Minority Status and the Pursuit of Professional Careers: Women in Science and Engineering
|Title||Minority Status and the Pursuit of Professional Careers: Women in Science and Engineering|
|Publication Type||Journal Article|
|Year of Publication||1970|
|Authors||Perrucci, C. Cummings|
|Secondary Title||Social Forces|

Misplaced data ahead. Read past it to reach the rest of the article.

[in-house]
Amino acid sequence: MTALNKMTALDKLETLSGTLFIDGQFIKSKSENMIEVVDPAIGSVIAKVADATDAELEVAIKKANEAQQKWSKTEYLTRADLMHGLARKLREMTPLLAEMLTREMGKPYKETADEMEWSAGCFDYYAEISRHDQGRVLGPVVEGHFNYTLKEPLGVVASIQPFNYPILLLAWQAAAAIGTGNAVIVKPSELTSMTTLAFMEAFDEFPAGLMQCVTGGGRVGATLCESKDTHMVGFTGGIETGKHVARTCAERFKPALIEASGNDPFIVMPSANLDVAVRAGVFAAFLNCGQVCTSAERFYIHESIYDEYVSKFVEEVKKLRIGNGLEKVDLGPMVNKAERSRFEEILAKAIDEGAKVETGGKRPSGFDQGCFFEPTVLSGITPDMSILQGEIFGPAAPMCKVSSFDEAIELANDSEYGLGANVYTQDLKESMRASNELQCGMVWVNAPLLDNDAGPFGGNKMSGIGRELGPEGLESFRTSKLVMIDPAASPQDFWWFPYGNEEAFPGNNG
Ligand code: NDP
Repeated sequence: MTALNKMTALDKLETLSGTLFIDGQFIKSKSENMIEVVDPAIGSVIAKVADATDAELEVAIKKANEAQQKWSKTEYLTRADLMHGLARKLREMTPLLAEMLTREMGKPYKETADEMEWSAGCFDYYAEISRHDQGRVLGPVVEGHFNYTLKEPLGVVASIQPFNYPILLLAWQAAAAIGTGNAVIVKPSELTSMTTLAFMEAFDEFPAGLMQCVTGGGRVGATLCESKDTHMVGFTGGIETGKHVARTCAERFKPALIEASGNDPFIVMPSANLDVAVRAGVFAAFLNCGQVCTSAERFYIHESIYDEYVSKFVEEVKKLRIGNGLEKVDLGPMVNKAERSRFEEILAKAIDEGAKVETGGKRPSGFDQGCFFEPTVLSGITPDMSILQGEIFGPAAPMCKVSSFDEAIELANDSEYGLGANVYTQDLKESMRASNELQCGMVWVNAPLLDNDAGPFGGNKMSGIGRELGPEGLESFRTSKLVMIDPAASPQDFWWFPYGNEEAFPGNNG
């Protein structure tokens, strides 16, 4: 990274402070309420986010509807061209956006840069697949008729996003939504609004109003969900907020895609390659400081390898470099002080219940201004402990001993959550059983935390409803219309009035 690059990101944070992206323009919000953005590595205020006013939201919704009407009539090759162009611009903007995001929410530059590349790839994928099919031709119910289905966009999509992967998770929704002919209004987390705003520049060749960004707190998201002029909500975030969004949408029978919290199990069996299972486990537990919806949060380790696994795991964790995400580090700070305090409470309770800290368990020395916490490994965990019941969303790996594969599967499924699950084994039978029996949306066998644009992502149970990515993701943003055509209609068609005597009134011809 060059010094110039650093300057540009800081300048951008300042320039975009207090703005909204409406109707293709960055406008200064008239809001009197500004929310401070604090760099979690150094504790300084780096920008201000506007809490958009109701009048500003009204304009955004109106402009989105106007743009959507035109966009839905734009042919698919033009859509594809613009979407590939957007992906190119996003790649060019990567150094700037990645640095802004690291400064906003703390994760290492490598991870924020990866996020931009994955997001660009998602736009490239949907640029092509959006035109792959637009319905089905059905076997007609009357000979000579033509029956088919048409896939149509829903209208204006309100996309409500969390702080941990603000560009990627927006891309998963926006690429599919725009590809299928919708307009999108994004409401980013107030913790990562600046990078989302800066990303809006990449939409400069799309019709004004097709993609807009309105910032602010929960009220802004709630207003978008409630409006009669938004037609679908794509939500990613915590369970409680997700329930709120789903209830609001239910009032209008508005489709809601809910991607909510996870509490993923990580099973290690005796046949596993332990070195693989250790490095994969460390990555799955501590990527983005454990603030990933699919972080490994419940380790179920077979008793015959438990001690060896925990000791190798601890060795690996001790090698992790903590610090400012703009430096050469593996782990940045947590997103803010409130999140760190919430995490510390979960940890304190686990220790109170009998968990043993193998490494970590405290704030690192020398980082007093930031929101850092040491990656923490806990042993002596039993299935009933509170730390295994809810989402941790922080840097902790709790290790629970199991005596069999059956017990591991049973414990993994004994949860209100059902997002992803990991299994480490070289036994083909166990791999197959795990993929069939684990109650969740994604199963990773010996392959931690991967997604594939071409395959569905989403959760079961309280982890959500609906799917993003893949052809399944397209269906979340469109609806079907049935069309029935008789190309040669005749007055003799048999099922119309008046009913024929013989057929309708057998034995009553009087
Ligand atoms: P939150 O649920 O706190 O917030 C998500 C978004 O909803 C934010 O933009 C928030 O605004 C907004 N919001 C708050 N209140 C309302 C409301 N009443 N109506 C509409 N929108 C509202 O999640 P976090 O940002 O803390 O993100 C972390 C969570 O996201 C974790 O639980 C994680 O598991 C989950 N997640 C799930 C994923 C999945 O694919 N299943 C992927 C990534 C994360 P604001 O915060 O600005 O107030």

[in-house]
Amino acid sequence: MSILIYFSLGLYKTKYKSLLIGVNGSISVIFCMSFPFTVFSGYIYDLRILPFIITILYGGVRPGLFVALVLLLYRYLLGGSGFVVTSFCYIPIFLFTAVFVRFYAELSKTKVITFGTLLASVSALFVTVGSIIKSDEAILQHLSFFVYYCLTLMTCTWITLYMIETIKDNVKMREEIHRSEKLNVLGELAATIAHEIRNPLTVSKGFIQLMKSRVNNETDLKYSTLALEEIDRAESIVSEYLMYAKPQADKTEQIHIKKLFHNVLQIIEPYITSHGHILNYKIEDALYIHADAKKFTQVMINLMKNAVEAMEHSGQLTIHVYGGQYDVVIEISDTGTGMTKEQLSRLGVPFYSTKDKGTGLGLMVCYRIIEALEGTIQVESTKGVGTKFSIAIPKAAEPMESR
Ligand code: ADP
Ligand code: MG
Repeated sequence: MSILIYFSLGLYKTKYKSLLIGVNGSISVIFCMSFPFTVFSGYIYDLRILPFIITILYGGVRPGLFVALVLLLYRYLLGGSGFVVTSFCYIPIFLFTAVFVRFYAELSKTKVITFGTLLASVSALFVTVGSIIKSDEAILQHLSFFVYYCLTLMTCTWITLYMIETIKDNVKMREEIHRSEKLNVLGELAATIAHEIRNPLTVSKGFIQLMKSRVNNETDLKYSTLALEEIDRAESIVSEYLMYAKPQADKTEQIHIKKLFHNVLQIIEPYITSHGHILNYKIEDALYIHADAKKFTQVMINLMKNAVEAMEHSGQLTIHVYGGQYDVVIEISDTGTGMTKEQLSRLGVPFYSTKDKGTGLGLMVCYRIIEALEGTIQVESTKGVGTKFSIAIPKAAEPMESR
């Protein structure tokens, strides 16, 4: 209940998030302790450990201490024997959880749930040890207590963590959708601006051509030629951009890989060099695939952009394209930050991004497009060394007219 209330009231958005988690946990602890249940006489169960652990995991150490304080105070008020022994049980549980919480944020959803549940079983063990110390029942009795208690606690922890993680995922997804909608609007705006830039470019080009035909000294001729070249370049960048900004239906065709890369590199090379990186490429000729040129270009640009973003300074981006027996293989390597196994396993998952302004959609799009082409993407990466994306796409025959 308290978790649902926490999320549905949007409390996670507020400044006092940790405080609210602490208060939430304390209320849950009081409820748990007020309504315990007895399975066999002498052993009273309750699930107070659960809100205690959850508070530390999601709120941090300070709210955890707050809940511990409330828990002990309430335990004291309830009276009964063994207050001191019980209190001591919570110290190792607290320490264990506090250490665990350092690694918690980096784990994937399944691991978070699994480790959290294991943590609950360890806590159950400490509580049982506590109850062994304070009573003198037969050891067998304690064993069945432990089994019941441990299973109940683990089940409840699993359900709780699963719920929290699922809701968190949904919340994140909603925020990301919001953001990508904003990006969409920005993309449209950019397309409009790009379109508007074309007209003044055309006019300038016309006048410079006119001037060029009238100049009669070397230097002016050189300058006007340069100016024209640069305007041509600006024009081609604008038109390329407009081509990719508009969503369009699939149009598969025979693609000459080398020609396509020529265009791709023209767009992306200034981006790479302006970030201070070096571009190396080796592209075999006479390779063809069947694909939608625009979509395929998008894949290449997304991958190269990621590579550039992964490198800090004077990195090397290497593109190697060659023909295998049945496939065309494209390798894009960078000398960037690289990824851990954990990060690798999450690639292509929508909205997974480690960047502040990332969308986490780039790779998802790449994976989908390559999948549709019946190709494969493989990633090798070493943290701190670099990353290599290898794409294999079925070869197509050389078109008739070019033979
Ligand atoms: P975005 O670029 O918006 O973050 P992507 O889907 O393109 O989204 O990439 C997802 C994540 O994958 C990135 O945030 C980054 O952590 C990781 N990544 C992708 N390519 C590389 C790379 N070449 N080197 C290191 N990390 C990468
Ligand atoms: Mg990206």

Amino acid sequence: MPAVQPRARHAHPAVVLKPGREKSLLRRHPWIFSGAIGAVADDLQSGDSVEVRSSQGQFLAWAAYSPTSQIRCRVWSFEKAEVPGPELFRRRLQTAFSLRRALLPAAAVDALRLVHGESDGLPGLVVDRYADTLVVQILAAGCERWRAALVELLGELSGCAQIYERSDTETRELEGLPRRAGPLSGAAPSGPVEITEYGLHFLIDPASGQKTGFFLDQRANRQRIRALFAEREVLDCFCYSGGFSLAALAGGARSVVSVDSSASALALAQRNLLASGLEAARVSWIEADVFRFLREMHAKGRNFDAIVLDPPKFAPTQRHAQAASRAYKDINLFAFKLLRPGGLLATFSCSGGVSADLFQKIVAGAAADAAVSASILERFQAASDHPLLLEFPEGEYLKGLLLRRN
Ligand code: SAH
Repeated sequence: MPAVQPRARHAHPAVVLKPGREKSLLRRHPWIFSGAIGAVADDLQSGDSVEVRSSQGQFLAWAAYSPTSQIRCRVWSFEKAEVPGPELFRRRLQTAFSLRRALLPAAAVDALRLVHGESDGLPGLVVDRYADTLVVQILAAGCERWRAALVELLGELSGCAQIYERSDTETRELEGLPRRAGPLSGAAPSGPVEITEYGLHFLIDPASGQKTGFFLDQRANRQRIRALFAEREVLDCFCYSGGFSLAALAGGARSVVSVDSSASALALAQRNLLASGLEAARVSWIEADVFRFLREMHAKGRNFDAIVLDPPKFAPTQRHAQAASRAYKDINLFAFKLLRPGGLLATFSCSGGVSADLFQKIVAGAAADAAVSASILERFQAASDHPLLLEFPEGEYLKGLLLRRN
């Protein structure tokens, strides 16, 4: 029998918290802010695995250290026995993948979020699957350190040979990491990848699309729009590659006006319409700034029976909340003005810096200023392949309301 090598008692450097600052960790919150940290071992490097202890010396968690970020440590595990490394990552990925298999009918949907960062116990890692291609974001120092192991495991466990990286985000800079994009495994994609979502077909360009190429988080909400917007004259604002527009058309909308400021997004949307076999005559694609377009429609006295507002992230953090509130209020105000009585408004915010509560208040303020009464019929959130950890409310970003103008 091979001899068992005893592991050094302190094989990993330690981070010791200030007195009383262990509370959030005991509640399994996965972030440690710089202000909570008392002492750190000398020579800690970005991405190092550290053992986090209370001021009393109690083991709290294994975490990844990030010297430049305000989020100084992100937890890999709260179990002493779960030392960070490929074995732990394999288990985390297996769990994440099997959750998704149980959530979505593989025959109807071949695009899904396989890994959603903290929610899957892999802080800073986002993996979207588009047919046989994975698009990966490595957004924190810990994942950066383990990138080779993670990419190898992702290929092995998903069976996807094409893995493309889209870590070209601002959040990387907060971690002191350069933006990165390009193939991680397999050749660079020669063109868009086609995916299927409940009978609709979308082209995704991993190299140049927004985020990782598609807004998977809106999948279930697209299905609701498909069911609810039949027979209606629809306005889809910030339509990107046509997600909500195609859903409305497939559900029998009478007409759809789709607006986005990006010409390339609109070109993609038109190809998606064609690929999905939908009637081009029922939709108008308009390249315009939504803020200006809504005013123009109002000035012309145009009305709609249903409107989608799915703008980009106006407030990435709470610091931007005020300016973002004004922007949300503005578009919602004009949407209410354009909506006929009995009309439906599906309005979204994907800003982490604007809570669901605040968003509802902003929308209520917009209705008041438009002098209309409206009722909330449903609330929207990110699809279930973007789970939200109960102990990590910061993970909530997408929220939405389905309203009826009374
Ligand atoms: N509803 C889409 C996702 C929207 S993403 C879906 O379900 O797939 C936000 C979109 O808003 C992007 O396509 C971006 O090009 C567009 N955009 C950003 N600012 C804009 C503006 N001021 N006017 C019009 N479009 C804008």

The integration of a visible minority group into the American occupational structure; specifically, the sexual integration of science and engineering is investigated by comparing selected social characteristics of career with noncareer women and men with similar training in these fields. Deviation of science, and especially engineering, from the ideal-typical model of rational professions is indicated in the finding of significant "selective patterning" of careers and differential career success by sex of college graduate, which is evident when they first enter the labor market and becomes more pronounced during the course of their careers. It is suggested that discrepancies between occupational values of women employees and their perceptions of their actual work situation may indicate potential problems in their employment. Finally, possible adaptations to mitigate the effect of "deviant" sex status in the professional context are identified for two age groups of women scientists and engineers in terms of patterns in their temporal ordering of the events of college graduation, employment, marriage, and childbearing.